The Bloustein School is pleased to present the 2022 Stuart Meck Memorial Lecture, “Affordable Housing: National, State, and Local Perspectives,” on Wednesday, February 23, 2022.
A recording of the lecture is now available.
Eight decades ago, the landmark 1949 Housing Act declared a national goal of a “decent home and suitable living environment” for all Americans. Half a century ago, the landmark New Jersey Mount Laurel I decision mandated that Garden State municipalities provide their “fair share” of affordable housing. Yet affordable, equitable access to shelter remains a pressing societal challenge. This lecture will provide a critical forum for examining affordable housing past, present, and future from the multiple perspectives of national, state, and local government.
David Listokin, Distinguished Professor and Co-Director, Center for Urban Policy Research, Edward J. Bloustein School of Planning and Public Policy, Rutgers University, will moderate the panel. Guest panelists will discuss various perspectives on the topic.
“Affordable Housing and Racial Justice: Lessons from the New Jersey State Experience”
James C. Williams IV is FSHC’s Director of Racial Justice Policy. He joined Fair Share Housing Center in 2019 after working for Philadelphia Works and previously New Jersey Institute for Social Justice. Williams attended Fayetteville State University in North Carolina where he received both his B.A. and M.S. degrees. He has been an advocate for civil rights and social justice throughout his career.
“U.S. Federal Housing Policy: Century Overview from Public Housing to ‘Build Back Better’”
Eric Seymour is an Assistant Professor at the Edward J. Bloustein School of Planning and Public Policy. He holds a Ph.D. in urban and regional planning from the University of Michigan and was most recently a postdoctoral research associate at the Population Studies and Training Center at Brown University. Eric’s research is broadly concerned with neighborhood dynamics in the aftermath of the financial crisis and their implications for the health and housing insecurity of disadvantaged populations. He continues to be engaged in research on transformations in urban housing markets in places hit hard by the foreclosure crisis, where investors purchased large numbers of repossessed properties and sold them on insecure terms or rented them in uninhabitable conditions to low-income and credit-constrained households. He continues to engage in research on evictions in Detroit and Las Vegas, focusing on the intersection of opportunistic property investment and the constrained housing options of low-income renters. Eric is currently a principal investigator on a Robert Wood Johnson Foundation-supported project examining the state of affordable rental housing in New Jersey.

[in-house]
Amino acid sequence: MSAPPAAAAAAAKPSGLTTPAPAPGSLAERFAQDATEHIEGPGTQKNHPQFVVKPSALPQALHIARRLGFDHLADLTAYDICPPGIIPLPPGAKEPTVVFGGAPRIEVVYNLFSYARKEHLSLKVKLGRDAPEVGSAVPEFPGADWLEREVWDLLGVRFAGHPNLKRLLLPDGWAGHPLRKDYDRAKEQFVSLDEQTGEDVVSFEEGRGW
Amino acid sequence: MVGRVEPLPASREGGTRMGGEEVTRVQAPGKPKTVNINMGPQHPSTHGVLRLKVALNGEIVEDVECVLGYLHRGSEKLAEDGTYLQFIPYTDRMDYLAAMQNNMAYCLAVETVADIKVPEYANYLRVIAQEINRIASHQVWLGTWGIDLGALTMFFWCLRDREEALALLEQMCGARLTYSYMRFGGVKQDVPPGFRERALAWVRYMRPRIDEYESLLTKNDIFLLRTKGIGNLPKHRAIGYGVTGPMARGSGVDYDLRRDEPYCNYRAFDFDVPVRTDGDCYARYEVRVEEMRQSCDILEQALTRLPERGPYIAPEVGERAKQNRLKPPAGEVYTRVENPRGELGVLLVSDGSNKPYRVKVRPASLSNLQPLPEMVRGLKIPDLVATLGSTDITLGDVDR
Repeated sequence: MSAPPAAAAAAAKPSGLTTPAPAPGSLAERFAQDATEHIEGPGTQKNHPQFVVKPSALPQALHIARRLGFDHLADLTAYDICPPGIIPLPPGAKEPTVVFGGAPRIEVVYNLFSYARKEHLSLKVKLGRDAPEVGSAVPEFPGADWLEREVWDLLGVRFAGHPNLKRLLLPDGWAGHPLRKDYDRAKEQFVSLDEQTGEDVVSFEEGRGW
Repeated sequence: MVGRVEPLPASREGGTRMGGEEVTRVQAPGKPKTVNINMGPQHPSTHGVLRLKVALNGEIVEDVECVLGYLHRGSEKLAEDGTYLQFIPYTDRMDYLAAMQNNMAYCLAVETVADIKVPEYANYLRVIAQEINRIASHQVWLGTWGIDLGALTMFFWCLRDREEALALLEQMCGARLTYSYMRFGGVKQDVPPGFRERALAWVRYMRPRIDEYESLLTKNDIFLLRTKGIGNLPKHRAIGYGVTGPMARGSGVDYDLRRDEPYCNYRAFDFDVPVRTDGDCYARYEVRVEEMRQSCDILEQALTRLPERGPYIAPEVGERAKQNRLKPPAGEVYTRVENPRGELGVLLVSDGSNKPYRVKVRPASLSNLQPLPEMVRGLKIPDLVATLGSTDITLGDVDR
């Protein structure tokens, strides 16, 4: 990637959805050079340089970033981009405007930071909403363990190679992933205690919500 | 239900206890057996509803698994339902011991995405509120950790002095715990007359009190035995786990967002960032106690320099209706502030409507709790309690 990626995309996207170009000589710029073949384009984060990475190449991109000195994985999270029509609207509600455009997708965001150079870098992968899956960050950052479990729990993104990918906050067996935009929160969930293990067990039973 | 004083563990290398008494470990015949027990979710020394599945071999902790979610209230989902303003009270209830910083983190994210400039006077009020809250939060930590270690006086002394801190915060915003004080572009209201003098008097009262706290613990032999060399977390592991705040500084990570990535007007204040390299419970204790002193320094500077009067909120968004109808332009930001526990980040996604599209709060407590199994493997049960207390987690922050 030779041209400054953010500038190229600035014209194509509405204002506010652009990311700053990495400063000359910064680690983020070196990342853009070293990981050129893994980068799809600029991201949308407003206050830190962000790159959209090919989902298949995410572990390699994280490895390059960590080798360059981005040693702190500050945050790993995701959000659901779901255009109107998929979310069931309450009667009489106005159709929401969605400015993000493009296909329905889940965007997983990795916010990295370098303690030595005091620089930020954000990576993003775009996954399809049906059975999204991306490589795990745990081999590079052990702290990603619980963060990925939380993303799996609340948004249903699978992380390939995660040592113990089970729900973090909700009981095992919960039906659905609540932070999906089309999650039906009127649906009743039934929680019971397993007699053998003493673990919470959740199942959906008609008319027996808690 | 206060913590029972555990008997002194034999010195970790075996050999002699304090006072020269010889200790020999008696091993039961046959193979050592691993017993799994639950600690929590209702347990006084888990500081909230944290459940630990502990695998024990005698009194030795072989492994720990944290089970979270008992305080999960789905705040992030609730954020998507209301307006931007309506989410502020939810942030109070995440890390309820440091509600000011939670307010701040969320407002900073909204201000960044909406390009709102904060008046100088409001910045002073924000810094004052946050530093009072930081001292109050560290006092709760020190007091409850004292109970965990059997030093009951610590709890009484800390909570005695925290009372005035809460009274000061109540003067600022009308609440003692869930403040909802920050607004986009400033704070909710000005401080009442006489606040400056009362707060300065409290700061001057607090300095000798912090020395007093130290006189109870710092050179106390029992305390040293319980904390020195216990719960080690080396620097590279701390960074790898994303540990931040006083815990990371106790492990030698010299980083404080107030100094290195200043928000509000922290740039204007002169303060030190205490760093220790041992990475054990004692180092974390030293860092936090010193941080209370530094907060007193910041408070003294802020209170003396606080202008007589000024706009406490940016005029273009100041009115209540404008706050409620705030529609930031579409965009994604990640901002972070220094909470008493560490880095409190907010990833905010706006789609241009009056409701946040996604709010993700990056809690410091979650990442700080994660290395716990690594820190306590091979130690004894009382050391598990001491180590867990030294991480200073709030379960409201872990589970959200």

“Local Perspectives on Affordable Housing”
Elizabeth McManus, MCRP ’10, Principal, Kyle + McManus Associates has more than 17 years of experience in both public- and private-sector planning. She has prepared numerous planning-related studies, including master plan elements, reexamination reports, redevelopment investigations and plans, special area studies, open space, and farmland preservation plans, housing plans, and development regulations, for a variety of municipal and private clients and has advised dozens of municipal planning boards, zoning boards and governing bodies on public policy and land development practice. She also has extensive experience serving in the role of special master for the New Jersey Superior Court in more than 40 cases where municipalities are seeking review and approval of their housing plans. Her experience extends from the state’s smallest boroughs to the largest cities.
The Stuart Meck Memorial Lecture was endowed by the late Stuart Meck, an Associate Research Professor, and director of the Center for Planning Practice at the Bloustein School, and established by his family in 2018. Stuart Meck was a renowned specialist in land use controls and reform with 45 years of experience in planning, research, and municipal administration. He is considered a pioneer of smart growth with its emphasis on compact development, natural resource protection, and affordable housing. The Stuart Meck Memorial lecture selects speakers who rank among contemporary practitioners of planning and policy development from within or outside of New Jersey. This series further strives to represent the diversity of opinions and positions currently under public and academic debate.
Previous speakers have included Rachel Haot, Executive Director of the Transit Innovation Partnership; Robin Leichenko, Professor and Chair, Department of Geography, Rutgers University; and Lisa K. Bates, Ph.D., Associate Professor, Toulan School of Urban Studies and Planning, Portland State University.